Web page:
0
Lung Cancer |

Metastatic Digital Sweat Gland Carcinoma Simulating Recurrent Lung Carcinoma

Bartosz Buchcic, MD; Dr. Odile David, MD; Dr H. Ari Jaffe, MD
Author and Funding Information

University of Illinois, Chicago, IL


Chest. 2014;146(4_MeetingAbstracts):615A. doi:10.1378/chest.1988059
Text Size: A A A
Published online

Abstract

SESSION TITLE: Cancer Case Report Posters I

SESSION TYPE: Affiliate Case Report Poster

PRESENTED ON: Tuesday, October 28, 2014 at 01:30 PM - 02:30 PM

INTRODUCTION: Sweat gland carcinoma, first described in 18651, is a rare malignancy with a varying histology and complex classification. Diagnosis is often delayed due to low incidence and confusion with other skin tumors and cutaneous metastases from visceral malignancies. We present a case with simultaneous digital and lung masses in a patient with prior history of resected squamous cell lung cancer.

CASE PRESENTATION: A 77-year-old woman with 50 pack year history of smoking and previous squamous cell cancer (pT1aN0), s/p RML lobectomy, but without radiation or chemotherapy, re-presented after 3 years with a 3 month history of a painful, growing and ulcerated digital mass [Fig.1] but no respiratory symptoms. Imaging showed edema and bone destruction. CXR revealed a large RUL mass and prior operative changes. PET/CT documented 18FDG avidity in the finger (SUV 19.6), an 8.5 x 7.5 cm RUL mass abutting the pleural surface with extension to the hilum (SUV 26.5) and right hilar adenopathy (SUV 16.7) [Fig.2]. The resected digital mass revealed poorly differentiated sweat gland carcinoma (pT2Nx) [Fig.3]. The lung mass biopsy confirmed metastatic sweat gland carcinoma [Fig.4], as it was histologically similar to the digital mass and distinctly different from the original lung cancer. The patient declined surgical evaluation and is being treated with concurrent chemo- and radiation therapy.

DISCUSSION: Sweat gland carcinomas are uncommon with incidence of 0.005 percent of epithelial malignancies2. Age at presentation varies, with most occurring in the later decades. Most grow slowly but rarely, rapidly and aggressively with metastases involving lymph nodes, bones, liver, lungs and skin. Clinical behavior correlates with histology, degree of differentiation, and clinical stage. Definitive data are lacking regarding recurrence, prognosis and treatment3.

CONCLUSIONS: Lung masses occurring in the context of sweat gland carcinoma may represent metastatic disease even in patients with prior lung cancer and significant tobacco exposure. Currently, there is no consensus on treatment beyond wide local excision.

Reference #1: Coril, V. Contributions a l'histoire du developpement histologique des tumeurs epitheliales. J. de l'anat. et physiol., I865, 2, 266-276

Reference #2: Hall J, et. al. Sweat-gland Tumours: A Clinical Review of Cases in One Centre Over 20 Year. Clinical Oncology (2006) 18:351-359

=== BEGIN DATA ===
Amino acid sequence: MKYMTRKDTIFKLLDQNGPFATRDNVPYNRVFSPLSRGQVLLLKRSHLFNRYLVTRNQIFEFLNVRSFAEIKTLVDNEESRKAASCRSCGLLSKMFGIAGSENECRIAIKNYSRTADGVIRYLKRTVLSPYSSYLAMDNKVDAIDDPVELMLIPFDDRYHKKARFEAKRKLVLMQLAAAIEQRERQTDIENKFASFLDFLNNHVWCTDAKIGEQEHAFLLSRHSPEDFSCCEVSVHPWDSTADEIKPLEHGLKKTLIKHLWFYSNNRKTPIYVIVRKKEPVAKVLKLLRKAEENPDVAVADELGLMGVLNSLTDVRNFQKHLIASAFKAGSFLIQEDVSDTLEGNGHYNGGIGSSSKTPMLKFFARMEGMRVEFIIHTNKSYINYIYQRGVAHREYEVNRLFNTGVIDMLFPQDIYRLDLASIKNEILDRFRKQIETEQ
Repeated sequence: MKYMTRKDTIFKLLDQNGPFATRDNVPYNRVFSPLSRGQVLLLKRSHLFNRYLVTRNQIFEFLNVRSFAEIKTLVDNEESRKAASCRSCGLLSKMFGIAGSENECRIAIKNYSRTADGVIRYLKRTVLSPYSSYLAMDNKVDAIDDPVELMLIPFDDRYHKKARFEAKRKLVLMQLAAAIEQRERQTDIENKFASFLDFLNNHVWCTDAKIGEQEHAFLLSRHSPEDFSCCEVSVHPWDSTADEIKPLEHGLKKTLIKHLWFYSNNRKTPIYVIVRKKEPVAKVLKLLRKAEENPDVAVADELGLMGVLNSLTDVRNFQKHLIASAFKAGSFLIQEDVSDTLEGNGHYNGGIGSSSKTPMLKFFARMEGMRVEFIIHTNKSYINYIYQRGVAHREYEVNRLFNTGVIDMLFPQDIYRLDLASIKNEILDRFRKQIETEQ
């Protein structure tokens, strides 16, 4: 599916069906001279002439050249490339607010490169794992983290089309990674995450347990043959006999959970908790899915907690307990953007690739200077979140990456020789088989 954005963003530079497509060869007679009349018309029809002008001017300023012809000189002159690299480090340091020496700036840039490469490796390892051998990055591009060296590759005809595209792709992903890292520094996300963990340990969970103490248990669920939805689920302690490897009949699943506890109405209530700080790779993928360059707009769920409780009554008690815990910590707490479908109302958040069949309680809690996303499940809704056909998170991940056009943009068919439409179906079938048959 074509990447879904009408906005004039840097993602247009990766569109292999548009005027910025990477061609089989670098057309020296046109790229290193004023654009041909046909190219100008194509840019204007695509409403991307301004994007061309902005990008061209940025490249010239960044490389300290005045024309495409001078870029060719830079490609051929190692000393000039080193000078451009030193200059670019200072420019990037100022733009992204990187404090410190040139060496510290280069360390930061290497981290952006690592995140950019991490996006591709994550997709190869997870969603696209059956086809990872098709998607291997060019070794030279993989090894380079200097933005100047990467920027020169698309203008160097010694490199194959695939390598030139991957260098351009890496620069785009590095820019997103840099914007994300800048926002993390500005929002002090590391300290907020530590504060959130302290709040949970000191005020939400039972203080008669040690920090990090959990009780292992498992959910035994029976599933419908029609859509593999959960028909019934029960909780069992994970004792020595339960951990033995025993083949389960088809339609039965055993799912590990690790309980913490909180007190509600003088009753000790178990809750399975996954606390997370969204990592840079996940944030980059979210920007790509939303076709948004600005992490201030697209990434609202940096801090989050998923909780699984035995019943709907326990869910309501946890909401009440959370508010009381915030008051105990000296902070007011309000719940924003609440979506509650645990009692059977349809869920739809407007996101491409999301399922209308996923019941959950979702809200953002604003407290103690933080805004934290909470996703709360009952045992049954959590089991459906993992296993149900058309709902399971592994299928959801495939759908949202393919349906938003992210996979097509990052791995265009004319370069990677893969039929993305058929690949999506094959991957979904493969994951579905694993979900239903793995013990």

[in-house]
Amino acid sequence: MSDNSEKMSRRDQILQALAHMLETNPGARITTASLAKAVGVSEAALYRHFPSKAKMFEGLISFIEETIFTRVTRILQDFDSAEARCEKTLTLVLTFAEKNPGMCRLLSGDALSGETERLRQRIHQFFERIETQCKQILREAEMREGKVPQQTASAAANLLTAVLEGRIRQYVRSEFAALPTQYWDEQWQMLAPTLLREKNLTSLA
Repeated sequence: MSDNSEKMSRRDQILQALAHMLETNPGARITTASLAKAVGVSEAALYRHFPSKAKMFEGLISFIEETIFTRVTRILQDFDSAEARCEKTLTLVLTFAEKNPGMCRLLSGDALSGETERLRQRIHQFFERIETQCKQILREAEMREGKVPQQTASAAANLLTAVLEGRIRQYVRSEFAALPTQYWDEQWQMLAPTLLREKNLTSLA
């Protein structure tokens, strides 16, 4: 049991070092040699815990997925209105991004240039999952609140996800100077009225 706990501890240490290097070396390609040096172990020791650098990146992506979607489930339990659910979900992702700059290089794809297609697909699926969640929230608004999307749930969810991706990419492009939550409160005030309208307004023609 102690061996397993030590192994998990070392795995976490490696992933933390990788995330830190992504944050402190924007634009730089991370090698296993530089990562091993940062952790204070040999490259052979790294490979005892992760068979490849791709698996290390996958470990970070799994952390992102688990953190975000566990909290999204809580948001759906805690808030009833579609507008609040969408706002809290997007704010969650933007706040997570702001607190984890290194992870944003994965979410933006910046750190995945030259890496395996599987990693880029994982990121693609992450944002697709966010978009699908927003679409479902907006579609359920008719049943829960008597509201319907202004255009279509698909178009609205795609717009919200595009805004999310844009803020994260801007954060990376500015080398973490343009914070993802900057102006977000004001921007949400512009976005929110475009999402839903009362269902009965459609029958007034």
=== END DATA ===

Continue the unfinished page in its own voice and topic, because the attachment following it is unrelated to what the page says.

Reference #3: Nidal A Obaidat, et. al. Skin adnexal neoplasms—part 2: An approach to tumours of cutaneous sweat glands J Clin Pathol 2007;60:145-159

DISCLOSURE: The following authors have nothing to disclose: Bartosz Buchcic, Dr. Odile David, Dr H. Ari Jaffe

No Product/Research Disclosure Information


Sign In to Access Full Content

MEMBER & INDIVIDUAL SUBSCRIBER

Want Access?

NEW TO CHEST?

Become a CHEST member and receive a FREE subscription as a benefit of membership.

Individuals can purchase this article on ScienceDirect.

Individuals can purchase a subscription to the journal.

Individuals can purchase a subscription to the journal or buy individual articles.

Learn more about membership or Purchase a Full Subscription.

INSTITUTIONAL ACCESS

Institutional access is now available through ScienceDirect and can be purchased at myelsevier.com.

Sign In to Access Full Content

MEMBER & INDIVIDUAL SUBSCRIBER

Want Access?

NEW TO CHEST?

Become a CHEST member and receive a FREE subscription as a benefit of membership.

Individuals can purchase this article on ScienceDirect.

Individuals can purchase a subscription to the journal.

Individuals can purchase a subscription to the journal or buy individual articles.

Learn more about membership or Purchase a Full Subscription.

INSTITUTIONAL ACCESS

Institutional access is now available through ScienceDirect and can be purchased at myelsevier.com.

Figures

Tables

References

NOTE:
Citing articles are presented as examples only. In non-demo SCM6 implementation, integration with CrossRef’s "Cited By" API will populate this tab (http://www.crossref.org/citedby.html).

Some tools below are only available to our subscribers or users with an online account.

Sign In to Access Full Content

MEMBER & INDIVIDUAL SUBSCRIBER

Want Access?

NEW TO CHEST?

Become a CHEST member and receive a FREE subscription as a benefit of membership.

Individuals can purchase this article on ScienceDirect.

Individuals can purchase a subscription to the journal.

Individuals can purchase a subscription to the journal or buy individual articles.

Learn more about membership or Purchase a Full Subscription.

INSTITUTIONAL ACCESS

Institutional access is now available through ScienceDirect and can be purchased at myelsevier.com.

Related Content

Customize your page view by dragging & repositioning the boxes below.

Find Similar Articles
CHEST Journal Articles
PubMed Articles
Primary cutaneous mucinous carcinoma of the penis. Can Urol Assoc J ;8(1-2):E89-91.
Primary epithelial myoepithelial lung carcinoma. Korean J Thorac Cardiovasc Surg 2014;47(1):59-62.
  • CHEST Journal
    Print ISSN: 0012-3692
    Online ISSN: 1931-3543